Regular readers will recall that I have continually decried the fact that the central bank-inspired hunt for yield is driving otherwise sane investors down the quality ladder.
That is, when you can’t get any yield in high quality assets, you invariably search for income elsewhere. In what is surely (and hopefully) an exaggeration, I’ve used the following meme to illustrate the point:
And although that is, again, an exaggeration, it’s worth noting that investors were recently so hungry for a 9.4% coupon that they were willing to literally finance a $30 million golden parachute for an outgoing executive (see here).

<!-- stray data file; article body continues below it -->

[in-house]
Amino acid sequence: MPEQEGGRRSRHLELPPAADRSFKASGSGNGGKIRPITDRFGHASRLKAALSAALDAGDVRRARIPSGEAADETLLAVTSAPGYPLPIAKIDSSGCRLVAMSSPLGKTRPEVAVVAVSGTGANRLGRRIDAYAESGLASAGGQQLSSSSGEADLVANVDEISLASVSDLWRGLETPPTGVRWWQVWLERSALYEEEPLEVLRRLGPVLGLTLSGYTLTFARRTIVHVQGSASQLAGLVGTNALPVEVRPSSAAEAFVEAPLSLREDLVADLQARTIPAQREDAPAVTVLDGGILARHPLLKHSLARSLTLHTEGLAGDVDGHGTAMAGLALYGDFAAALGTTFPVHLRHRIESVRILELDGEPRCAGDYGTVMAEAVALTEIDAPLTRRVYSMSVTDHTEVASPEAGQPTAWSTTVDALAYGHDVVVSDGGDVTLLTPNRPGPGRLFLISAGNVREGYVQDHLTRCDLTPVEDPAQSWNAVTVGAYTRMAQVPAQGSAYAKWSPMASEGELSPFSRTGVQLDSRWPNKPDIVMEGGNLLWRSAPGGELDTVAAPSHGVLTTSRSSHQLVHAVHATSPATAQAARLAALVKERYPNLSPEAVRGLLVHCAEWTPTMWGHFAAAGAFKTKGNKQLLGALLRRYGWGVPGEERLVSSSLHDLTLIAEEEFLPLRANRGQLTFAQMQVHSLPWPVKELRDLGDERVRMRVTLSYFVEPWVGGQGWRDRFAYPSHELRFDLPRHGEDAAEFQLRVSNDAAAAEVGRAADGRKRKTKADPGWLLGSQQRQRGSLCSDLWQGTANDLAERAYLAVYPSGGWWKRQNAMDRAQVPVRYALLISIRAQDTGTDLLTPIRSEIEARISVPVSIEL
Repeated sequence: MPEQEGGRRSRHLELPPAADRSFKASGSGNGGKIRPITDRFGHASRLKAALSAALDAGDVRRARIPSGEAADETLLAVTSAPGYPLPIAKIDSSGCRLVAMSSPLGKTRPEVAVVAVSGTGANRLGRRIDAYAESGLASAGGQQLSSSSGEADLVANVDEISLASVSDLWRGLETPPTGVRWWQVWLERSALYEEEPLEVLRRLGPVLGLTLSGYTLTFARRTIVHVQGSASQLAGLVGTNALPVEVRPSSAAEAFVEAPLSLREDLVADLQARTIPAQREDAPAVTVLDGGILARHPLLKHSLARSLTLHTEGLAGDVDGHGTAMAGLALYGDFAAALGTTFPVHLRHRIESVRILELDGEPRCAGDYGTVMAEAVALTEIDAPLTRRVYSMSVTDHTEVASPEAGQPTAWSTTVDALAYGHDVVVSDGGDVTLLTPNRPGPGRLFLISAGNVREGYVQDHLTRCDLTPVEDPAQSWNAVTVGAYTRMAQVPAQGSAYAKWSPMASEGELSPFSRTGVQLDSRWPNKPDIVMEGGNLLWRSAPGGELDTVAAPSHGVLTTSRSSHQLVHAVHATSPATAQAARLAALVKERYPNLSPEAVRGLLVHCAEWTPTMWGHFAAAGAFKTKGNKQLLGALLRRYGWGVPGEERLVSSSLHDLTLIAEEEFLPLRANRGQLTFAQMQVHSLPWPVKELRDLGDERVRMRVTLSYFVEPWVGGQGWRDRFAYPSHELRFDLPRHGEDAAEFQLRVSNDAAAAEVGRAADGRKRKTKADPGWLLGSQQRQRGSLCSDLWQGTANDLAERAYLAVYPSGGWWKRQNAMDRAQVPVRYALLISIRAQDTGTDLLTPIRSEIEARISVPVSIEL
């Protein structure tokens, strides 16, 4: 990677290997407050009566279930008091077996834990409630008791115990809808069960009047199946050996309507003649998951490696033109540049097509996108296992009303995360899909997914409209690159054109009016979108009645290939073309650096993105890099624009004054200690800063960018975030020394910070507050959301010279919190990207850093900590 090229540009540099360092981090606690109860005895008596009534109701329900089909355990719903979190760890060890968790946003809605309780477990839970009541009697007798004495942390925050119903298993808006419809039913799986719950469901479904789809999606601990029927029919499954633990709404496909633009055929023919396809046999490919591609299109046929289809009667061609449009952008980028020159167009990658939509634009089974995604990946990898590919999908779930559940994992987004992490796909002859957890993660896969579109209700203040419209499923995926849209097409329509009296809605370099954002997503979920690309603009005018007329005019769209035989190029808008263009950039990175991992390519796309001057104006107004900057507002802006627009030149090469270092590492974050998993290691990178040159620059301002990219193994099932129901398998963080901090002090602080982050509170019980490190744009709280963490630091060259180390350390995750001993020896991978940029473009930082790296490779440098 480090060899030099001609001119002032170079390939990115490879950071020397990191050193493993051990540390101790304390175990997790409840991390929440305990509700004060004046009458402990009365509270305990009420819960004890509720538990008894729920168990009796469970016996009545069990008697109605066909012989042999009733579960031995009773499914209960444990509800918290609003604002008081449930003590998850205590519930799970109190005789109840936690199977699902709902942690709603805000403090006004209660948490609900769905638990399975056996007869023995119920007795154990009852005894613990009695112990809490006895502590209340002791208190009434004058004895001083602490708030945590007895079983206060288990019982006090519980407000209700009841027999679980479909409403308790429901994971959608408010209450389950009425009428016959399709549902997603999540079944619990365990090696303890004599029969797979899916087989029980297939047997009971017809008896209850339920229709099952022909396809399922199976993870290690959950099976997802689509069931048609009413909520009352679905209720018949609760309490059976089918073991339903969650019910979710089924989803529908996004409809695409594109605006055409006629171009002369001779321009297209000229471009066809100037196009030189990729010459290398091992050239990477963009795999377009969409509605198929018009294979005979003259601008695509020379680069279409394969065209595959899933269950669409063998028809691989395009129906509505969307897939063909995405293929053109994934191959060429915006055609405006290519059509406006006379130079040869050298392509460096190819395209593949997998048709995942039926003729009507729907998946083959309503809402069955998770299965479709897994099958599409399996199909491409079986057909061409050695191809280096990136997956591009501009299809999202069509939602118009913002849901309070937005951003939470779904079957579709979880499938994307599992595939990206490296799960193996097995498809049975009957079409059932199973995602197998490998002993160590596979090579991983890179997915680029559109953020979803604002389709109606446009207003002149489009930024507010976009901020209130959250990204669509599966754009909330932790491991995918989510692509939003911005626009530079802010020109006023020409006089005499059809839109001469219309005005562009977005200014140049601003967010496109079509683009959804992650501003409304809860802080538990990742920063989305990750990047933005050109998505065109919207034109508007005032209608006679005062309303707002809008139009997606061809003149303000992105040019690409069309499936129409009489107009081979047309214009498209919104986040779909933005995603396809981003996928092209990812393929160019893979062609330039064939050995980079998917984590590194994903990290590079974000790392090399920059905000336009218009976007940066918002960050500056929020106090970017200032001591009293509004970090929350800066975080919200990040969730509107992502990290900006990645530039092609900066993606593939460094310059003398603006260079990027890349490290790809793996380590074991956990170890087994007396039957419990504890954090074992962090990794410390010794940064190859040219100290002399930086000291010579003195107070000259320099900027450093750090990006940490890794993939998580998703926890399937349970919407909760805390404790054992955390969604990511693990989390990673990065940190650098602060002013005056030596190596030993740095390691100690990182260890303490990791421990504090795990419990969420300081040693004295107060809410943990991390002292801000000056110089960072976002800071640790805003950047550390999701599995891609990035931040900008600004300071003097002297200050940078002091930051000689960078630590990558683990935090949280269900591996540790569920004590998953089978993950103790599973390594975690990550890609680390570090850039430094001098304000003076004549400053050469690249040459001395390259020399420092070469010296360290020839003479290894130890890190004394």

Well keep in mind that this voracious buying of anything that offers some yield in turn drives spreads on those assets tighter. In other words, the more appetite there is, the less you’ll be compensated as everyone piles in.
For those interested in understanding just how acute this dynamic truly is, consider the following chart from Goldman which shows that if you’re buying the sh*ttiest of sh*tty credit, your risk premium is almost completely gone.
Don’t forget what Jeff Gundlach said in January:
Junk bonds had the same return as equities. The pattern is exactly the same. This is not going to happen again. The junk bond market is not going to mirror the stock market as it’s no longer as much of a credit story as it was entering 2016. It’s now more of an interest rates story with that spread cushion gone.